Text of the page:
Things to note: None of these leather colors are available in the standard Apple Watch lineup. These are not regular Sport Bands — they have gold clasps. None of them have metal bands.
These are (I think) $10,000+ watches, but half of them come with rubber sport bands that are nearly indistinguishable from the bands on the $349 Sport collection.
Glaringly omitted is a gold Link Bracelet. I’d place a side bet Apple withheld it in September, and will unveil it as a surprise option at the event they’ll hold before releasing the watches. If you’re going to go gold, go gold. Some people buy a gold watch simply because they like it. Others buy a gold watch because they want everyone to know they wear a gold watch. The latter group will gladly pay $20,000 for a watch with gold band.
Perhaps I’m biased by my personal taste in watch bands, but at the hands-on event in September, the Link Bracelet was my favorite by far, followed by the Milanese Loop. It seems downright ludicrous to me to charge significantly more for the Edition models and not offer the best of the bands. Note too that among the Edition combinations Apple currently lists, there is but a single 42mm model with something other than a rubber Sport Band — the Midnight Blue Classic Buckle. Further, as stated above, I think the Classic Buckle is the low-end leather strap. I’m guessing Apple will offer Edition models with gold Link Bracelets for $20,000, and perhaps Milanese Loops for $15,000 and a Leather Loop for around $12,500.
Don’t try to guess the price of the Edition models based on the amount of gold they contain. I did it this week, but it’s the wrong way to look at this. It doesn’t matter if the gold in an Apple Watch Edition model is “only” worth $1,000 or $1,500 or whatever. The gold in a Rolex is only worth that, too — and their gold watches sell for $20,000 and more, for the exact same movements in their $6,000 stainless steel models. The value of a gold watch is only tangentially related to the number of ounces of gold it contains. And Edition isn’t just made of 18-karat gold — it’s made of the best 18-karat gold in the world. (I don’t know that for a fact — I don’t know anything about gold — I’m just saying what Apple is saying.)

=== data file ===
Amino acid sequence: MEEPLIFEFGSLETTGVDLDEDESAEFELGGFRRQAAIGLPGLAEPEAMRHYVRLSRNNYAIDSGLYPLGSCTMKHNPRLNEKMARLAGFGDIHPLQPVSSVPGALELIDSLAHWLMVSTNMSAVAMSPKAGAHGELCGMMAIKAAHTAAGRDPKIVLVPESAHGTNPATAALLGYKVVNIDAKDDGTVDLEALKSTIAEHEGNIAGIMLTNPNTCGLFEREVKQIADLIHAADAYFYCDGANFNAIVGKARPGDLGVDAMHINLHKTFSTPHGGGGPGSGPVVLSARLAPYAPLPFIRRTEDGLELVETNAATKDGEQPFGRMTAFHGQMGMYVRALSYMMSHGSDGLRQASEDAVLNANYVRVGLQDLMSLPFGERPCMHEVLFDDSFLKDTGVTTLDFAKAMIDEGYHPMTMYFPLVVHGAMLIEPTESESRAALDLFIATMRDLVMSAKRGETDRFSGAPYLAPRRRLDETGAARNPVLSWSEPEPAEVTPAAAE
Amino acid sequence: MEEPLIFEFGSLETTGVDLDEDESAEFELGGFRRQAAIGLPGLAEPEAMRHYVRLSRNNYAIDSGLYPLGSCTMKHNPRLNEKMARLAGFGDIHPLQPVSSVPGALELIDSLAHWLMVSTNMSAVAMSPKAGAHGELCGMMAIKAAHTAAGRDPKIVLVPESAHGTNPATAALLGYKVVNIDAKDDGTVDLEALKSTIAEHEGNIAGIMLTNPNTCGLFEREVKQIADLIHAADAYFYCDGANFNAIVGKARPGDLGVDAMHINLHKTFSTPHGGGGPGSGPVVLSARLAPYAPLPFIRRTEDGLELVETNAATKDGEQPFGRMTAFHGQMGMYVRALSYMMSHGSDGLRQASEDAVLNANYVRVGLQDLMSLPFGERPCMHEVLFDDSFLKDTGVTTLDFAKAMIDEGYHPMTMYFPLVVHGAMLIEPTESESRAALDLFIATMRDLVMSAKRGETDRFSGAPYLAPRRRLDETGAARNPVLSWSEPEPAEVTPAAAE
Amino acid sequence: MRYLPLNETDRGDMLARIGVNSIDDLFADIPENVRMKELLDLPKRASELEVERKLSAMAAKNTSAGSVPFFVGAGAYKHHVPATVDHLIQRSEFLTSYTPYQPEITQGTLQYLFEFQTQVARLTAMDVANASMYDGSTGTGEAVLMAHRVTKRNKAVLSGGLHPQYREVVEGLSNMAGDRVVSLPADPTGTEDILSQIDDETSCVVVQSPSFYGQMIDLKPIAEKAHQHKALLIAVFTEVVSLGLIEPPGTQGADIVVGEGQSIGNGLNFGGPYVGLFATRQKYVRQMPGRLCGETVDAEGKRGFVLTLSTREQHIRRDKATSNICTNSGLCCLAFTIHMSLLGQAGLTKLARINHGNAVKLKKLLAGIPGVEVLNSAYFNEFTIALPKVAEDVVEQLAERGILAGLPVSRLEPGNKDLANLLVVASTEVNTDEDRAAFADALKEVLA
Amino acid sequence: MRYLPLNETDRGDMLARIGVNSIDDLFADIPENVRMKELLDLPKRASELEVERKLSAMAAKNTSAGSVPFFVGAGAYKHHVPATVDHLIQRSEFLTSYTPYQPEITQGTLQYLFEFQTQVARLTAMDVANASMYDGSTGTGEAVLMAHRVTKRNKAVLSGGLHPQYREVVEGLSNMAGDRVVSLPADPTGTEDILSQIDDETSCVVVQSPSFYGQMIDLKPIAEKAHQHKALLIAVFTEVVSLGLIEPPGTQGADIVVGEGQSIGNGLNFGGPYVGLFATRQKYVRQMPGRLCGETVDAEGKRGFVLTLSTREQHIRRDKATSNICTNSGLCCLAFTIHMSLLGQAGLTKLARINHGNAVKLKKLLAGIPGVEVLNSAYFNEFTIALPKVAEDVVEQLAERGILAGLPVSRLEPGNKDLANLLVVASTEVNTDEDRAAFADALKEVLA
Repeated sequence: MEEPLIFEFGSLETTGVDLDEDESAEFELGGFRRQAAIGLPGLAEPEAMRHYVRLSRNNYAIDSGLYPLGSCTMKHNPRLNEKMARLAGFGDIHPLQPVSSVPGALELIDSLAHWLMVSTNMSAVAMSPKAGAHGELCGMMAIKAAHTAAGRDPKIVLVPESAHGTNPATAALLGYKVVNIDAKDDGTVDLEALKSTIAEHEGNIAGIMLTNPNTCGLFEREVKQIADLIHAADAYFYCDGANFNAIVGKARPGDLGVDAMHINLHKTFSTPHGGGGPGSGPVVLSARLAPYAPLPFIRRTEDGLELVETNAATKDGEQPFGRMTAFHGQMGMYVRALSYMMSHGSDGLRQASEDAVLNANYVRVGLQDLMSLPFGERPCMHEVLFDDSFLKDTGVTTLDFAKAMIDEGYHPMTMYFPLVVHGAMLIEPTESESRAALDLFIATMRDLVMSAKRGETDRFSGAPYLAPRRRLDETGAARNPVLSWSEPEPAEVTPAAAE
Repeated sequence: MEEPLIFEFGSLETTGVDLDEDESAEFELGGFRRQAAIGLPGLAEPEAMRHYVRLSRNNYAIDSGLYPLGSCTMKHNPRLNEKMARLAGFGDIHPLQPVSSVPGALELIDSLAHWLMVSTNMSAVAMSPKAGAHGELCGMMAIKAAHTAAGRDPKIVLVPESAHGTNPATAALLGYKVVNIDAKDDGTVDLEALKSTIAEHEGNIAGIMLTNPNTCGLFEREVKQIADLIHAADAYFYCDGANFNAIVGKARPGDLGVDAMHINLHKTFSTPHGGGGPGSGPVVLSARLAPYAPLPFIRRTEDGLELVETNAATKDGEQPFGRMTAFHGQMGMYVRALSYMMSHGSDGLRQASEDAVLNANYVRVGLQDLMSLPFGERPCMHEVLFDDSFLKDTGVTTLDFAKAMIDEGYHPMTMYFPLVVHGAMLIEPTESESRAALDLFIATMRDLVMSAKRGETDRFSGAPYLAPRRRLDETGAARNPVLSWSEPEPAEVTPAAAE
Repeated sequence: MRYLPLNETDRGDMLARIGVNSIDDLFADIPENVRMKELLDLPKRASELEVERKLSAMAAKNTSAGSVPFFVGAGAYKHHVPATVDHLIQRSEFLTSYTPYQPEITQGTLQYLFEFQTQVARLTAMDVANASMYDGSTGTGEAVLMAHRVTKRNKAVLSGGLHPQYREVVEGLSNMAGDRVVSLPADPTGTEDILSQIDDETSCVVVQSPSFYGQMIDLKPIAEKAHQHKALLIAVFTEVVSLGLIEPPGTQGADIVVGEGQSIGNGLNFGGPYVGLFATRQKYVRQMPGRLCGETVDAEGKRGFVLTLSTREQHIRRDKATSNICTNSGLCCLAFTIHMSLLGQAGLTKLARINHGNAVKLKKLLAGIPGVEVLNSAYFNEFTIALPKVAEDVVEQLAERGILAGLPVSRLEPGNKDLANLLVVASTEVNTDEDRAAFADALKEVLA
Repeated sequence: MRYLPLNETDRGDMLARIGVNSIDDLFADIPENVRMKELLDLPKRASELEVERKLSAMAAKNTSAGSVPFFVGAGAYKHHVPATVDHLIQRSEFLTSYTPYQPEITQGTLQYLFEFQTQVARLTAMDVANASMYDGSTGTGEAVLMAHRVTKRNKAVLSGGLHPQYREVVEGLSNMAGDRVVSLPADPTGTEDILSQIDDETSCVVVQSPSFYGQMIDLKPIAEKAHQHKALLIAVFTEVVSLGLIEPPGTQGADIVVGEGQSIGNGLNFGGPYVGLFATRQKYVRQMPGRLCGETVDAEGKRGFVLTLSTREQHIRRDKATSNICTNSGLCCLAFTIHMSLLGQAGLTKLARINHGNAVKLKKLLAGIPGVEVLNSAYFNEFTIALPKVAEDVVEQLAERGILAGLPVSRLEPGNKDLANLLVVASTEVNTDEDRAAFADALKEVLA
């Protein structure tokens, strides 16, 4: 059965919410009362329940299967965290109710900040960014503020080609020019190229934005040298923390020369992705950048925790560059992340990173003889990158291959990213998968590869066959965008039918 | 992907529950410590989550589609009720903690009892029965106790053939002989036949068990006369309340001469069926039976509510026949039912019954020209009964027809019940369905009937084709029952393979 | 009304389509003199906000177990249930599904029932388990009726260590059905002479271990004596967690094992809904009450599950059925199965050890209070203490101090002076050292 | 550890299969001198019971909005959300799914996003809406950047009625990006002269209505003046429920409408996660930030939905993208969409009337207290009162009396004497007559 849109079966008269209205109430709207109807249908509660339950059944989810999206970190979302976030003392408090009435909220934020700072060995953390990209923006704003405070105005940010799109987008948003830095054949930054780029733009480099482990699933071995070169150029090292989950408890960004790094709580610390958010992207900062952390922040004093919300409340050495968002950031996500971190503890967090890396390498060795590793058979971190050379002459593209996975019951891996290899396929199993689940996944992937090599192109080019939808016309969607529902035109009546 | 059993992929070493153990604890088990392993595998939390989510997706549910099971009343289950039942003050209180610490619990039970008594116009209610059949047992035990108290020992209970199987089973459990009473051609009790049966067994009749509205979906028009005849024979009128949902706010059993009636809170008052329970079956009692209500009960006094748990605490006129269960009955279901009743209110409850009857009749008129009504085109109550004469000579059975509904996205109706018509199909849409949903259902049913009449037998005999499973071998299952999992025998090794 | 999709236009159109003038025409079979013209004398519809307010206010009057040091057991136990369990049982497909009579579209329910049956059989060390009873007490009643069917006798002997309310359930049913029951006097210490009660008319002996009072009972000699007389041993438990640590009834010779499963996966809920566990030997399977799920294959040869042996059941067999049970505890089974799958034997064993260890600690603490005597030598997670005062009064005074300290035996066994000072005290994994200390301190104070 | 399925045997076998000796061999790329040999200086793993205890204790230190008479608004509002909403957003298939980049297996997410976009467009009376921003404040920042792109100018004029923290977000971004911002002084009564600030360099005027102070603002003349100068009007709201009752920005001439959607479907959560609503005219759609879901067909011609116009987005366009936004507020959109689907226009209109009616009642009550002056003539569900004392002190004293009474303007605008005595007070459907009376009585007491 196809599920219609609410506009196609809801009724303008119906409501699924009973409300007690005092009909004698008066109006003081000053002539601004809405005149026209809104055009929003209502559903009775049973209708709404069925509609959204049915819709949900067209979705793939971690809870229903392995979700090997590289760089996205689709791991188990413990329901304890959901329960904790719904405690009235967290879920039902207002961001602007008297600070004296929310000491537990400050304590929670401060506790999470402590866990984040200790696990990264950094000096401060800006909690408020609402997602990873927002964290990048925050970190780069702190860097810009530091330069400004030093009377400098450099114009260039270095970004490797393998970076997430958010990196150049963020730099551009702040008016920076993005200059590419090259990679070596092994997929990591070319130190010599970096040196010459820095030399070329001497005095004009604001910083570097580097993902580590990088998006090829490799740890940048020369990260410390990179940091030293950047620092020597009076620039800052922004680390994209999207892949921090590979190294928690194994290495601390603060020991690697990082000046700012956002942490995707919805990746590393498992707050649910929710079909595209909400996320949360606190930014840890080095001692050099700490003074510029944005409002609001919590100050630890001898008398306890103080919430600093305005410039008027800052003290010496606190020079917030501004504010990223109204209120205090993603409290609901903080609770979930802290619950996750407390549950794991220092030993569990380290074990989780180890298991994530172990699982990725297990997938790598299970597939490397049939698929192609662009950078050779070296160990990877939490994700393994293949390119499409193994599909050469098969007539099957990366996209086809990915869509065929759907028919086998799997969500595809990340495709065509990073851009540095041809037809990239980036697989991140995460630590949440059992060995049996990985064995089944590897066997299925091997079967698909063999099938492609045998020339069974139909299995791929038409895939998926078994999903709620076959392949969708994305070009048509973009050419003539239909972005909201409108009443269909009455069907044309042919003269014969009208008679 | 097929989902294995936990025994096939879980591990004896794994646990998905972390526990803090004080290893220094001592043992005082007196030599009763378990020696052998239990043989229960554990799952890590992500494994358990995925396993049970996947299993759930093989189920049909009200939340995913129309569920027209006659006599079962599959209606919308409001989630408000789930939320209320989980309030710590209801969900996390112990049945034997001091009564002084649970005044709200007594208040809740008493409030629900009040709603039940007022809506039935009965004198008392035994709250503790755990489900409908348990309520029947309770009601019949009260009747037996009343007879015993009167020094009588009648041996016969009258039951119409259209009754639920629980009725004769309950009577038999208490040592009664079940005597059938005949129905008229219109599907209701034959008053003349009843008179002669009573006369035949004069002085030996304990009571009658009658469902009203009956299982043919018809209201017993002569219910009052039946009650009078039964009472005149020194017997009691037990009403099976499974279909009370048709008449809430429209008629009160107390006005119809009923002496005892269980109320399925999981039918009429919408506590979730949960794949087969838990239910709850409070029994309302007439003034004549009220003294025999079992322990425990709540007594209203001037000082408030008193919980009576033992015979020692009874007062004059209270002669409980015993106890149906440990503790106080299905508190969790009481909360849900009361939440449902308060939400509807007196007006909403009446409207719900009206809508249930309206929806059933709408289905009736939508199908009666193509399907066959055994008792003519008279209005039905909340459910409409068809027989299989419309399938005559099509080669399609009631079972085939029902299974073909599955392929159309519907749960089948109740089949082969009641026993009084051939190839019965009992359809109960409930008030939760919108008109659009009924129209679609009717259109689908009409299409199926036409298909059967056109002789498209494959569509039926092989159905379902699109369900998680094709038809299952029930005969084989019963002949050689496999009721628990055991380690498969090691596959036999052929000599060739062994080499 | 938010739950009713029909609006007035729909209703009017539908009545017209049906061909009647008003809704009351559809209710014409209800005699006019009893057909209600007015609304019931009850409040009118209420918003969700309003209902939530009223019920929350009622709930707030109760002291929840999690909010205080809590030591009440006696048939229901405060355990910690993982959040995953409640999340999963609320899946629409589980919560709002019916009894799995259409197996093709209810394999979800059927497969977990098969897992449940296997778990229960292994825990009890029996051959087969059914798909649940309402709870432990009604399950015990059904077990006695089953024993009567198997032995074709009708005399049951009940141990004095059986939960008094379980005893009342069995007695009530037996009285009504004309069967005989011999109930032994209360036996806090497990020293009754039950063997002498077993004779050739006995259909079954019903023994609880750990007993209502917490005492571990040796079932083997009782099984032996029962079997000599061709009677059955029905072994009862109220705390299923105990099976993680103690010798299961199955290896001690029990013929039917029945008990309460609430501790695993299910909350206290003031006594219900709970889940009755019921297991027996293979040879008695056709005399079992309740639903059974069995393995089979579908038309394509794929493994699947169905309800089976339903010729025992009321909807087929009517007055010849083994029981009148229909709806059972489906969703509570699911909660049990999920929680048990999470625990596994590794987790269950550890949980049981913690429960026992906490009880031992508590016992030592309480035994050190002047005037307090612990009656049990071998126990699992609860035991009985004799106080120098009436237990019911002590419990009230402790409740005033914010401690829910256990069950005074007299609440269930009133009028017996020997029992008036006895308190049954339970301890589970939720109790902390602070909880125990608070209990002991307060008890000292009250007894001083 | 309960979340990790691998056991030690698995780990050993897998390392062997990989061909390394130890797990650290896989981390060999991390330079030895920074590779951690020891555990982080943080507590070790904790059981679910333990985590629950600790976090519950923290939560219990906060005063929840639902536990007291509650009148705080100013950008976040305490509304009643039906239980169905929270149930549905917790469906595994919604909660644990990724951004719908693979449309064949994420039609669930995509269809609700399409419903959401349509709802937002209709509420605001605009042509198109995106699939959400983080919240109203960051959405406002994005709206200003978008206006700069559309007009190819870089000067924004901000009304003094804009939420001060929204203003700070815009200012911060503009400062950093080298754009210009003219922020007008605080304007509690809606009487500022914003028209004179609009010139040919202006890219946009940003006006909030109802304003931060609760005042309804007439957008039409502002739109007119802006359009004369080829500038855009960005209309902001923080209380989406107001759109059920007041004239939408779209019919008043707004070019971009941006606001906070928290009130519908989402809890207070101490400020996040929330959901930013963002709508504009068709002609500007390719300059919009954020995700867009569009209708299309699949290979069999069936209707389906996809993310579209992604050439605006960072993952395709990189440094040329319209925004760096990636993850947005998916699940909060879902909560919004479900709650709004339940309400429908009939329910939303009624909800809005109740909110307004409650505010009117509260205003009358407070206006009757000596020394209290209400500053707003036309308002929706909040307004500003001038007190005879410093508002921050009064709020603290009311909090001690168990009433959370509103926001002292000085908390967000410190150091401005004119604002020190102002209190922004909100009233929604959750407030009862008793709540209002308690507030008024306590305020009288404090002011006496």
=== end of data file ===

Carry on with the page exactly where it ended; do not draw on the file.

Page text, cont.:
Apple Watch Edition is not a tech product, so don’t try to price it like one.
Apple Watch Edition is a luxury wrist watch. Apple’s ambitions in this arena, I am convinced, are almost boundless. They’re not entering the market against Rolex, Omega, and the rest of the Swiss luxury watch establishment with disruptive prices. They’re entering the market against those companies going head-to-head on pricing, with disruptive (they think) features.
Again I point you to someone from the watch world, Grail Watch’s Stephen Foskett, who points out that gold watches typically cost $10-15,000 more than the same watch in stainless steel — and tens of thousands more if they come with a gold bracelet. Even if I’m wrong about Apple having gold Link Bracelets lying in wait as an April surprise, I don’t think a $10,000 starting price for Apple Watch Edition is even a step out of line for the watch industry.1
Will it work? Will people actually buy these? I have no idea. But I think Apple thinks it’s going to work.
At prices like these, an Apple Watch Edition is not an accessory for your iPhone — your iPhone is an accessory for your Apple Watch Edition. ↩︎